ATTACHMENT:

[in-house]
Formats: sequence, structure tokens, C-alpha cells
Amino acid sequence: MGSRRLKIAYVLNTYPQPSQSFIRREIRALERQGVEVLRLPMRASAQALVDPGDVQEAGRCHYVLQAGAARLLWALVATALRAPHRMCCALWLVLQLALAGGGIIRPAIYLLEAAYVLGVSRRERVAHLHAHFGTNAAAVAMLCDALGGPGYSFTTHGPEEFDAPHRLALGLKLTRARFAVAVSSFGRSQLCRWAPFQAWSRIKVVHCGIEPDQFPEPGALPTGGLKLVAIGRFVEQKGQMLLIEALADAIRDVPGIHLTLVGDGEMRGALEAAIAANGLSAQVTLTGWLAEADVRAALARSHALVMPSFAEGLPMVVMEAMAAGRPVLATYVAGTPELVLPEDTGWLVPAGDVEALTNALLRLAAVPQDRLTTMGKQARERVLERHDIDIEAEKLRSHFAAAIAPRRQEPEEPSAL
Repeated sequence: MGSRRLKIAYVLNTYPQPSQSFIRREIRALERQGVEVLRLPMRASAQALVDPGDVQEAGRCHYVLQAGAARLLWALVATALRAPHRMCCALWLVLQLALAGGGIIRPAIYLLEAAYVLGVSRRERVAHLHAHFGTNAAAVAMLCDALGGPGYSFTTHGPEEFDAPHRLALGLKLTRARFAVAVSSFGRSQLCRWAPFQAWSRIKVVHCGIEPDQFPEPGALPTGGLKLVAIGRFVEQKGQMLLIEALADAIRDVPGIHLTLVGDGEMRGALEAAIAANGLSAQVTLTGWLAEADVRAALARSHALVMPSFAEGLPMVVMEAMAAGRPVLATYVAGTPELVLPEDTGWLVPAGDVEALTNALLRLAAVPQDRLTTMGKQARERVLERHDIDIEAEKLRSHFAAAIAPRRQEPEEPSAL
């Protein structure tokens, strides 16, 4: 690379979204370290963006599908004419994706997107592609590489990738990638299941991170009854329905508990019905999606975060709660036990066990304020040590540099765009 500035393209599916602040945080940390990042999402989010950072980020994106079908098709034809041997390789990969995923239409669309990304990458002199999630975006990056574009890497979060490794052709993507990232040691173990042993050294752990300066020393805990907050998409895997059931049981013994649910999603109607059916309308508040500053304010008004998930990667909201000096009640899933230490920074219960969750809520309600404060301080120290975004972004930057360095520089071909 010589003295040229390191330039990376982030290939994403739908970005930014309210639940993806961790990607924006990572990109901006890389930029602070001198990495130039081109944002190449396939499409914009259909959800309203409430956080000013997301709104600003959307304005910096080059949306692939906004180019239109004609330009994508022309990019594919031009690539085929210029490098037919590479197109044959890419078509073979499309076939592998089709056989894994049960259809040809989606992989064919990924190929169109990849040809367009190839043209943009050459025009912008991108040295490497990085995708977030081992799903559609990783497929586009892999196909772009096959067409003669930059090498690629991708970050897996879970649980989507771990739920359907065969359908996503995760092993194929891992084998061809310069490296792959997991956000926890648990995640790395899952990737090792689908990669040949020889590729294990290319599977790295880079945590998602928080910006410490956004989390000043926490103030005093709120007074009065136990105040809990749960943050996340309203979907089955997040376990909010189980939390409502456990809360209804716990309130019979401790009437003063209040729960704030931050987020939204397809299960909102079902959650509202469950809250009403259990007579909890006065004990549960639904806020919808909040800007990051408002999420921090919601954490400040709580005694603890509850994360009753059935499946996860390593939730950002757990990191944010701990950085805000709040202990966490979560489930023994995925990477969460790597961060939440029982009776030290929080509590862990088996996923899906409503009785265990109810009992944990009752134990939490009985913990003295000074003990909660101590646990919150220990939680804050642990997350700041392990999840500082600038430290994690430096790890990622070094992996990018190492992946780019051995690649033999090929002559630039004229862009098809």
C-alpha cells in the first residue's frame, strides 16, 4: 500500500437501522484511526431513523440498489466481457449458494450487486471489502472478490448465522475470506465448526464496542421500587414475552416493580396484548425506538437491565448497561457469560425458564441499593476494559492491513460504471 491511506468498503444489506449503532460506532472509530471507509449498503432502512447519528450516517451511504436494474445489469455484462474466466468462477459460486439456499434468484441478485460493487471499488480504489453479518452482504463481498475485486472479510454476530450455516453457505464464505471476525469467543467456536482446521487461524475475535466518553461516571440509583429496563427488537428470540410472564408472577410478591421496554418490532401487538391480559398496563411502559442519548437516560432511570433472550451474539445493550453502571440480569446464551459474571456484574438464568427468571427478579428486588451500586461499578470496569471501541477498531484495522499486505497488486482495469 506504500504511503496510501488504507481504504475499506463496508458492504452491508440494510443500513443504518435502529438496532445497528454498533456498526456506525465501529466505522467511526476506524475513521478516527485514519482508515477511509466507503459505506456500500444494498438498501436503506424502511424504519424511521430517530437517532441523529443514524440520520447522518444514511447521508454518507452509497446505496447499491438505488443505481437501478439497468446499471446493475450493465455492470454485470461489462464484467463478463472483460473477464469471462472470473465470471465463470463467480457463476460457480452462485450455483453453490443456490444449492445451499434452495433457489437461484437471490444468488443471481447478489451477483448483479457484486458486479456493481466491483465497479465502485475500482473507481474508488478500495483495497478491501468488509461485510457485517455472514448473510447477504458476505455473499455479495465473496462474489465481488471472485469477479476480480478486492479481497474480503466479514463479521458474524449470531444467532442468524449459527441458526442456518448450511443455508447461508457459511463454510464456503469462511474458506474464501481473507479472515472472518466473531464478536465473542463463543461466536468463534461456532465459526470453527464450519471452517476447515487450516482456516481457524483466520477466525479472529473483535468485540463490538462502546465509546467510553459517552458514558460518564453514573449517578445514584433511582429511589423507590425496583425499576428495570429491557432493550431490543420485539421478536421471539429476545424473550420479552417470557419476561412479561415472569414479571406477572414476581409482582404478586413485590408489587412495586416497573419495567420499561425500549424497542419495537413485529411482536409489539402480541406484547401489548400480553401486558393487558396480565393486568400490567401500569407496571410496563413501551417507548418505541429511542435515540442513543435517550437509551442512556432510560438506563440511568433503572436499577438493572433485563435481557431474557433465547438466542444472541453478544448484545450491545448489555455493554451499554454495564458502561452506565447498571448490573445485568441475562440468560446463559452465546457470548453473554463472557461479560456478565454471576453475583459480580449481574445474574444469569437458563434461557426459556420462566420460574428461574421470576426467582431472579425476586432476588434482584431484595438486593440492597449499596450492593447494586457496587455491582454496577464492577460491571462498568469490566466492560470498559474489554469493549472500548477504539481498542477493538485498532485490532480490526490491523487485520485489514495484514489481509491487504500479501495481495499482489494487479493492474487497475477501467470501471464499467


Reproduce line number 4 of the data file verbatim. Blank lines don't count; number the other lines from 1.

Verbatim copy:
Repeated sequence: MGSRRLKIAYVLNTYPQPSQSFIRREIRALERQGVEVLRLPMRASAQALVDPGDVQEAGRCHYVLQAGAARLLWALVATALRAPHRMCCALWLVLQLALAGGGIIRPAIYLLEAAYVLGVSRRERVAHLHAHFGTNAAAVAMLCDALGGPGYSFTTHGPEEFDAPHRLALGLKLTRARFAVAVSSFGRSQLCRWAPFQAWSRIKVVHCGIEPDQFPEPGALPTGGLKLVAIGRFVEQKGQMLLIEALADAIRDVPGIHLTLVGDGEMRGALEAAIAANGLSAQVTLTGWLAEADVRAALARSHALVMPSFAEGLPMVVMEAMAAGRPVLATYVAGTPELVLPEDTGWLVPAGDVEALTNALLRLAAVPQDRLTTMGKQARERVLERHDIDIEAEKLRSHFAAAIAPRRQEPEEPSAL